And we’re off on the infamous ASH DASH…
Atlanta Centennial Olympic Park
The annual data drop for the American Society of Hematology (ASH) meeting in Atlanta, Georgia is finally here.
Each year we write a series of in-depth previews ahead of the event exploring different aspects of hematologic malignancies in terms of what’s important, what to watch out for, and also key abstracts that may (or may not) have an impact.
This year we kick off the first of our series with a look at aggressive lymphomas and novel therapies in development including CAR T cell therapies, antibodies, ADCs and targeted therapies. There are some surprsies (of course) and also some potentially interesting relationships and consequences to consider.
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Seattle Genetics ASH 2015 Exhibit – photo with permission
San Francisco – Seattle Genetics are presenting later today at the JP Morgan Healthcare conference (2.30pm PST) and we’ll be covering this as part of our daily rolling blog.
As blog subscribers already know, one of the presentations that caught our attention at ASH 2015 was the updated phase 1 data for Seattle Genetics latest ADC, denintuzumab mafodotin (SGN-CD19A) in B-cell malignancies, including diffuse large B-Cell lymphoma (DLBCL).
Unlike with brentuximab vedotin, where one of the main side effects seen is peripheral neuropathy, with 19A, as it’s commonly known, there is ocular toxicity. Will this toxicity bring the house of cards down for Seattle Genetics?
I spoke to President and CEO Clay Siegall, PhD about this, the company’s corporate strategy moving forwards in 2016 and how checkpoint inhibitors may impact classical Hodgkin’s Lymphoma (cHL).
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Over the last two years there has been a lot of focus on indolent lymphomas (iNHL) and chronic lymphocytic leukemia (CLL) with numerous new targeted therapies being tested in clinical trials including ibrutinib (Imbruvica), idelalisib, ABT–199 and IPI–145 to name a few.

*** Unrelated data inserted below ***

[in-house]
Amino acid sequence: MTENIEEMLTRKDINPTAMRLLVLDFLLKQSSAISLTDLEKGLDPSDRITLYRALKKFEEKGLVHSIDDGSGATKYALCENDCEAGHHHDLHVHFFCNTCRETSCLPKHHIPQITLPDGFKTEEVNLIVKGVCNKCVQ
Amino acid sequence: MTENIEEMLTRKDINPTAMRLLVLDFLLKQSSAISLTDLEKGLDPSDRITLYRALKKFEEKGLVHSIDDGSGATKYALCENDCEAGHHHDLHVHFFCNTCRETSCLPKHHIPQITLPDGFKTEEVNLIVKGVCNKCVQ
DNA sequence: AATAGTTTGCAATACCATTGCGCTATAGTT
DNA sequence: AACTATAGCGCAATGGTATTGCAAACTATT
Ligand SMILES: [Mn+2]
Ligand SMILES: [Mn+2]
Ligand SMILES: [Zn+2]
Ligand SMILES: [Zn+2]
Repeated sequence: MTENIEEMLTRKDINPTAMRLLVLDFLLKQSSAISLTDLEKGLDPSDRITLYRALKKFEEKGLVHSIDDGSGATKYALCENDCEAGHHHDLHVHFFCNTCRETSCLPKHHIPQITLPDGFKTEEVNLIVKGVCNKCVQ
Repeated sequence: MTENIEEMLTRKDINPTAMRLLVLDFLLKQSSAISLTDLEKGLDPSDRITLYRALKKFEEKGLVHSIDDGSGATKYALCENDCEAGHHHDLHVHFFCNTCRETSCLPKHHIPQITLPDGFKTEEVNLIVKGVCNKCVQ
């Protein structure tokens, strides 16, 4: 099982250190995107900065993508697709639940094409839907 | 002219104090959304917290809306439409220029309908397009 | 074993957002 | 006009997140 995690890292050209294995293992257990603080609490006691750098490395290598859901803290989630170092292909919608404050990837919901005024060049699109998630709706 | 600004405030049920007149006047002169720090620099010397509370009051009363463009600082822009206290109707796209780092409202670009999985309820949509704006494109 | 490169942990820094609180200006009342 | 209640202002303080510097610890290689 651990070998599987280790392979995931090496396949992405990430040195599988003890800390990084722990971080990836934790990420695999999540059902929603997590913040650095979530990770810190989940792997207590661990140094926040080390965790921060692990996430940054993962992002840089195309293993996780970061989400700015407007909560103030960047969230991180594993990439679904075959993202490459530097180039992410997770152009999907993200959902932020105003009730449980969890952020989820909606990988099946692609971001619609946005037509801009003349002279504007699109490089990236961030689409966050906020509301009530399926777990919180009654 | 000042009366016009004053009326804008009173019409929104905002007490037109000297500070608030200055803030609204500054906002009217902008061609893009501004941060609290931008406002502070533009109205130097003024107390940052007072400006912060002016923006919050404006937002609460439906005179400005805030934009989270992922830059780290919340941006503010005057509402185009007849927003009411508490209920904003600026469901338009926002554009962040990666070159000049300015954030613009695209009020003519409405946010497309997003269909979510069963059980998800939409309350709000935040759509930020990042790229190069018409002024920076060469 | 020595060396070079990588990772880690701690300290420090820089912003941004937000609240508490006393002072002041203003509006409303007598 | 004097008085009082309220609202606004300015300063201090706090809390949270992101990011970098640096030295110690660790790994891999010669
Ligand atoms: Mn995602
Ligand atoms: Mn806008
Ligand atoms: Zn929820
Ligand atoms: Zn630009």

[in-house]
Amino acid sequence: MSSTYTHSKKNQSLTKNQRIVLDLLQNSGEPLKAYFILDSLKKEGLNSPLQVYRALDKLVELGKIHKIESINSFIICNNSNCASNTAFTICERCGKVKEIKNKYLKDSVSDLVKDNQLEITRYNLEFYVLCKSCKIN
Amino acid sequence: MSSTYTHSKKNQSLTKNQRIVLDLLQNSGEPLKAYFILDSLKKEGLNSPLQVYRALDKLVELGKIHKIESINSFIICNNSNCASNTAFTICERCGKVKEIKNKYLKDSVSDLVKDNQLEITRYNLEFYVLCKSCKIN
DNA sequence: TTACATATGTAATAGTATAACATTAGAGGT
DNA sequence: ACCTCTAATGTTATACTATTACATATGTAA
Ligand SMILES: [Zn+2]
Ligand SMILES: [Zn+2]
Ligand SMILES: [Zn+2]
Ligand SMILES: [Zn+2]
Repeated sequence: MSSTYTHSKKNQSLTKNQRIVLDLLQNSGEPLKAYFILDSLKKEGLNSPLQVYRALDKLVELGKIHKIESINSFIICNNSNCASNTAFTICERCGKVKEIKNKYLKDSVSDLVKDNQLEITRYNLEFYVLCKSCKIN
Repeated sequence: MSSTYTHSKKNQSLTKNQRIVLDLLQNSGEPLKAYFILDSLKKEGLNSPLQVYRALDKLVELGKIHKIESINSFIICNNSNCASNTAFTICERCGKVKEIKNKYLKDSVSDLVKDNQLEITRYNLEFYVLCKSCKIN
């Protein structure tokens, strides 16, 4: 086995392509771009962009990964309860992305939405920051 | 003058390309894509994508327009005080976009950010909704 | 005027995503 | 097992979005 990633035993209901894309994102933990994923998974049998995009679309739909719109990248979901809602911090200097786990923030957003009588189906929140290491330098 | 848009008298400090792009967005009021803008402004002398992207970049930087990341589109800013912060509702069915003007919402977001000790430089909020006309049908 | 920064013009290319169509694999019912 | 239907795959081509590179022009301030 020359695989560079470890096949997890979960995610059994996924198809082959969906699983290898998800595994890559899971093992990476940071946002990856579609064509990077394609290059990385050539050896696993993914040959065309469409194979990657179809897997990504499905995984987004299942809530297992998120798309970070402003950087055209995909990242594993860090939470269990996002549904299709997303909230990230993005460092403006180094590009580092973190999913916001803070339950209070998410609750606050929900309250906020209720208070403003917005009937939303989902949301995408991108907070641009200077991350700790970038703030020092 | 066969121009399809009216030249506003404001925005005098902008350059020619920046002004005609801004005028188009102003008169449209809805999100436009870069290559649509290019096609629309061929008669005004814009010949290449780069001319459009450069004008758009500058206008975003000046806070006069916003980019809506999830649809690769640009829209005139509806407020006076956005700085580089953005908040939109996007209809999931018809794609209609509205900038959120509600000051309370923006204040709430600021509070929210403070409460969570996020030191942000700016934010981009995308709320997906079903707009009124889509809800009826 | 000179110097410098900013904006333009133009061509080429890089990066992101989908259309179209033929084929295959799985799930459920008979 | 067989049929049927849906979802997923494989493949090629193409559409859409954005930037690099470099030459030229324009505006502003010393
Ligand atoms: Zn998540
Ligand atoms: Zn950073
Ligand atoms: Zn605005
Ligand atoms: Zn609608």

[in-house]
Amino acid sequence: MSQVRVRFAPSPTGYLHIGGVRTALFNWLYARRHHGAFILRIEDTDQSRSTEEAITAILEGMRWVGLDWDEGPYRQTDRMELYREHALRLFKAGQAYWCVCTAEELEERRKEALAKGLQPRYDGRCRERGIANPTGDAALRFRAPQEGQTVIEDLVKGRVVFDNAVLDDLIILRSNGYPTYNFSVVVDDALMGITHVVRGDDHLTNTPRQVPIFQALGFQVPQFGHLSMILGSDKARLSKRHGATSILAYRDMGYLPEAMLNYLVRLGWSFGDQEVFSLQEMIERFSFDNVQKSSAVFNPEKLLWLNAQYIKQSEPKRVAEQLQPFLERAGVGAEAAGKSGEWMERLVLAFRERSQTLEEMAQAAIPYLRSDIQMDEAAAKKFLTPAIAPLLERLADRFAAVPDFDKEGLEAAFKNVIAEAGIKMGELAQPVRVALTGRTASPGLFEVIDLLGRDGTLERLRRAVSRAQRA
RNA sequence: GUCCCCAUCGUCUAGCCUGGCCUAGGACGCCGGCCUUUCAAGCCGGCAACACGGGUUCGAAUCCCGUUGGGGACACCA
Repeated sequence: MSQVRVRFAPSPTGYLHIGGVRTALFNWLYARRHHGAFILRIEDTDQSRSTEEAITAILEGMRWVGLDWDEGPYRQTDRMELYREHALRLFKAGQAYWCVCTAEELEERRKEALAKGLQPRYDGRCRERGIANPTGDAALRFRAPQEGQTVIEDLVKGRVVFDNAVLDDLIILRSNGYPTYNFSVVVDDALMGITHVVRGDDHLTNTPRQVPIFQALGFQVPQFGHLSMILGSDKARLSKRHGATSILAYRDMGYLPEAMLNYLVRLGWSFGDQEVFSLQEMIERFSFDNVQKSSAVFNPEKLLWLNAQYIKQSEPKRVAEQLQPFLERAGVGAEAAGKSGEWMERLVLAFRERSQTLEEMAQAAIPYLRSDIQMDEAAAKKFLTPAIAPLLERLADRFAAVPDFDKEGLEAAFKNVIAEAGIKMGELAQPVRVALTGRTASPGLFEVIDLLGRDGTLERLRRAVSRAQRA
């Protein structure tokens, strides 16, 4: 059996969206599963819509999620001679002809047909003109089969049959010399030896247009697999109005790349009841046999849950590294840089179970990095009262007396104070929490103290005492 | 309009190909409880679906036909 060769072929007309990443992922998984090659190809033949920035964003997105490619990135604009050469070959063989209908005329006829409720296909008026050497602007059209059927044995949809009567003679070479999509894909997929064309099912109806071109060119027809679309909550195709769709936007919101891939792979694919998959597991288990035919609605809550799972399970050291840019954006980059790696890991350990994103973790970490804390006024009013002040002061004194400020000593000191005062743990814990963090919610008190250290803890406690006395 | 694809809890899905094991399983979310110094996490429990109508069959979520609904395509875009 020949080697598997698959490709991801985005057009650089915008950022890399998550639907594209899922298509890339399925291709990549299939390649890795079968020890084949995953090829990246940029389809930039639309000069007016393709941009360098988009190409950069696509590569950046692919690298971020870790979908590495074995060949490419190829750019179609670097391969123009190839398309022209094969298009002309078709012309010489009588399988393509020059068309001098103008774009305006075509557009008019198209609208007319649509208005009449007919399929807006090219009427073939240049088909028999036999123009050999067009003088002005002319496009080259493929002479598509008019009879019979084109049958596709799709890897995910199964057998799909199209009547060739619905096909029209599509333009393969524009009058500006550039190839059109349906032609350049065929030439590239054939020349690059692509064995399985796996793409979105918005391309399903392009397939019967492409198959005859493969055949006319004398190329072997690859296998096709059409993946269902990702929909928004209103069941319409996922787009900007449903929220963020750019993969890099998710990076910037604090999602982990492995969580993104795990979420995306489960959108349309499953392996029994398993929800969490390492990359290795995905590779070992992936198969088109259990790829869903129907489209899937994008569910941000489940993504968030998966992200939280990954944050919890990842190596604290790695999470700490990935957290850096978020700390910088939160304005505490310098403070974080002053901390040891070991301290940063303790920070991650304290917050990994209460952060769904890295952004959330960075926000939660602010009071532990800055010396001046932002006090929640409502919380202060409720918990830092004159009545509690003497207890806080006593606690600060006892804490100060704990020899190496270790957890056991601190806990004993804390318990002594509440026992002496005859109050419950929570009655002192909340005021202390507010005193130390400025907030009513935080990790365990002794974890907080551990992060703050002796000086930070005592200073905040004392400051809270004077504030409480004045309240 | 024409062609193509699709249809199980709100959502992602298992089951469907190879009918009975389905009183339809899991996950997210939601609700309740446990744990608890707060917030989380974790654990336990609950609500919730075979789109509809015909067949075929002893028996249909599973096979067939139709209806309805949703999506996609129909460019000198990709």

What about diffuse large B cell lymphomas (DLBCL) though? These are much more aggressive and generally have a poorer prognosis than indolent lymphomas.
Standard treatment upfront for DLBCL is R-CHOP i.e. rituximab plus chemotherapy i.e. cyclophosphamide (C), doxorubicin hydrochloride (H), vincristine/Oncovin (O) and prednisone (P). R-CHOP is usually given in cycles every 3 weeks (R-CHOP21) and most patients receive between 3 and 8 cycles. Sometimes R-CHOP is given every two weeks (R-CHOP14) in a more intensive fashion, although the dose dense regimen has not been shown to improve progression-free survival (PFS). In younger patients with a high disease burden, etoposide is sometimes added to the chemotherapies, making the regimen R-EPOCH.
One of the biggest challenges with treating this disease is that some 40% of patients do not respond to salvage therapy after initial treatment with R-CHOP, making it an area of hugh unmet medical need.
The good news is that there were a number novel and interesting therapies in development with promising data in Chicago. Previously, we discussed the promising data from the antibody drug conjugates (ADCs) from Genentech and Seattle Genetics, including SGN-CD19A, polatuzumab vedotin and pinatuzumab vedotin. This article takes a look at other therapies in development for DLBCL, including TKIs and the promise of some of the earlier therapies in the clinic:
Agents mentioned: lenalidomide (Revlimid), GS–9973, cerdulatinib (PRT062070), IMGN529, TAK659, selinexor, ND–2158
Companies mentioned: Celgene, Gilead, Roche/Genentech, Portola, Immunogen, Millennium/Takeda, Karyopharm, Nimbus Discovery
To learn more about part 2 of our series on DLBCL and aggressive lymphomas, you can log-in to read the article.